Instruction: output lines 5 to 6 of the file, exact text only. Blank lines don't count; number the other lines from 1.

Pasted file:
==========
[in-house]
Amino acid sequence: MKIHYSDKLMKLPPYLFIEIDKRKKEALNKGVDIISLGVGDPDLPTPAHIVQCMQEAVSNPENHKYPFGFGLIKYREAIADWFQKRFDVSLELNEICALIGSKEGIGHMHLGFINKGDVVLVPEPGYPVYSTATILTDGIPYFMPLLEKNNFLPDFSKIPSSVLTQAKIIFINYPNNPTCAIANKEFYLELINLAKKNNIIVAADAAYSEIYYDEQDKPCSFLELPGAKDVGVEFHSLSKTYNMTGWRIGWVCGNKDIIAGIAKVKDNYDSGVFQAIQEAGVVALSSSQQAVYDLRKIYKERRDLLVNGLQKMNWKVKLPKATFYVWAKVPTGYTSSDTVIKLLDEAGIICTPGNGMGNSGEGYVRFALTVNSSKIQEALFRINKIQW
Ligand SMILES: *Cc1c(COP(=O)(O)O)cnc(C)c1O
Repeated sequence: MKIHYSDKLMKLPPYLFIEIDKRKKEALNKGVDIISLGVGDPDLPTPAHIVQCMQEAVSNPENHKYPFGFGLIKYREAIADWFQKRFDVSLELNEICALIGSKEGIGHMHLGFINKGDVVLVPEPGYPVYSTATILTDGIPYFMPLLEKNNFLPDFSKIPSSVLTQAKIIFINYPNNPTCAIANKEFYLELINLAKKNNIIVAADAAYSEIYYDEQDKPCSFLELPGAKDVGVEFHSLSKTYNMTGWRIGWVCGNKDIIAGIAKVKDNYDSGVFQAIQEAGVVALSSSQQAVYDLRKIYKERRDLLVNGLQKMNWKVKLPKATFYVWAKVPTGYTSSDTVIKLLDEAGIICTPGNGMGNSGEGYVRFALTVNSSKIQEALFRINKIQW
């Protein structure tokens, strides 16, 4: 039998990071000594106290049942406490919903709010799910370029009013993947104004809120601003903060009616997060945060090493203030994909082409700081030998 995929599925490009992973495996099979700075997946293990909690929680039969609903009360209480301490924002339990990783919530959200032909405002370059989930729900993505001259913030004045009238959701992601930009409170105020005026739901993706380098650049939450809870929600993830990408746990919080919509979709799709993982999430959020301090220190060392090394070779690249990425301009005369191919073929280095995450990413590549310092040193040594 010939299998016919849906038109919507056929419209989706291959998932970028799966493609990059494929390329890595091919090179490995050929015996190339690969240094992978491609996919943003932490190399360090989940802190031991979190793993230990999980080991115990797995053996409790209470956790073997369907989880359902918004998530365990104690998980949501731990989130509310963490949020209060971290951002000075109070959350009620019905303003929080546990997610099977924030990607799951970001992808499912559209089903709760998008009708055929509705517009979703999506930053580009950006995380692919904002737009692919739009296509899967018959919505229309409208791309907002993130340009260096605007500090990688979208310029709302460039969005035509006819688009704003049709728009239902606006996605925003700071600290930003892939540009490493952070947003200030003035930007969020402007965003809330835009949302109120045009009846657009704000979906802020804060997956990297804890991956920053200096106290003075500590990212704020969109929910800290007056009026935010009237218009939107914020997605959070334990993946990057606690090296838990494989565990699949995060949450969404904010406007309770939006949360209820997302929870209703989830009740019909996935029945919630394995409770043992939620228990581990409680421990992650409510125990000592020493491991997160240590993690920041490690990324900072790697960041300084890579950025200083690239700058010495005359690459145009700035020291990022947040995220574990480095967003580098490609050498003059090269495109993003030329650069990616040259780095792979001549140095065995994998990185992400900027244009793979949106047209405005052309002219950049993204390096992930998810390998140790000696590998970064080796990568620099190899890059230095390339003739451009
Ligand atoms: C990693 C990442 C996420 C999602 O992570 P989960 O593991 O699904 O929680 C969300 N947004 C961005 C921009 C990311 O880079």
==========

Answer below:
């Protein structure tokens, strides 16, 4: 039998990071000594106290049942406490919903709010799910370029009013993947104004809120601003903060009616997060945060090493203030994909082409700081030998 995929599925490009992973495996099979700075997946293990909690929680039969609903009360209480301490924002339990990783919530959200032909405002370059989930729900993505001259913030004045009238959701992601930009409170105020005026739901993706380098650049939450809870929600993830990408746990919080919509979709799709993982999430959020301090220190060392090394070779690249990425301009005369191919073929280095995450990413590549310092040193040594 010939299998016919849906038109919507056929419209989706291959998932970028799966493609990059494929390329890595091919090179490995050929015996190339690969240094992978491609996919943003932490190399360090989940802190031991979190793993230990999980080991115990797995053996409790209470956790073997369907989880359902918004998530365990104690998980949501731990989130509310963490949020209060971290951002000075109070959350009620019905303003929080546990997610099977924030990607799951970001992808499912559209089903709760998008009708055929509705517009979703999506930053580009950006995380692919904002737009692919739009296509899967018959919505229309409208791309907002993130340009260096605007500090990688979208310029709302460039969005035509006819688009704003049709728009239902606006996605925003700071600290930003892939540009490493952070947003200030003035930007969020402007965003809330835009949302109120045009009846657009704000979906802020804060997956990297804890991956920053200096106290003075500590990212704020969109929910800290007056009026935010009237218009939107914020997605959070334990993946990057606690090296838990494989565990699949995060949450969404904010406007309770939006949360209820997302929870209703989830009740019909996935029945919630394995409770043992939620228990581990409680421990992650409510125990000592020493491991997160240590993690920041490690990324900072790697960041300084890579950025200083690239700058010495005359690459145009700035020291990022947040995220574990480095967003580098490609050498003059090269495109993003030329650069990616040259780095792979001549140095065995994998990185992400900027244009793979949106047209405005052309002219950049993204390096992930998810390998140790000696590998970064080796990568620099190899890059230095390339003739451009
Ligand atoms: C990693 C990442 C996420 C999602 O992570 P989960 O593991 O699904 O929680 C969300 N947004 C961005 C921009 C990311 O880079």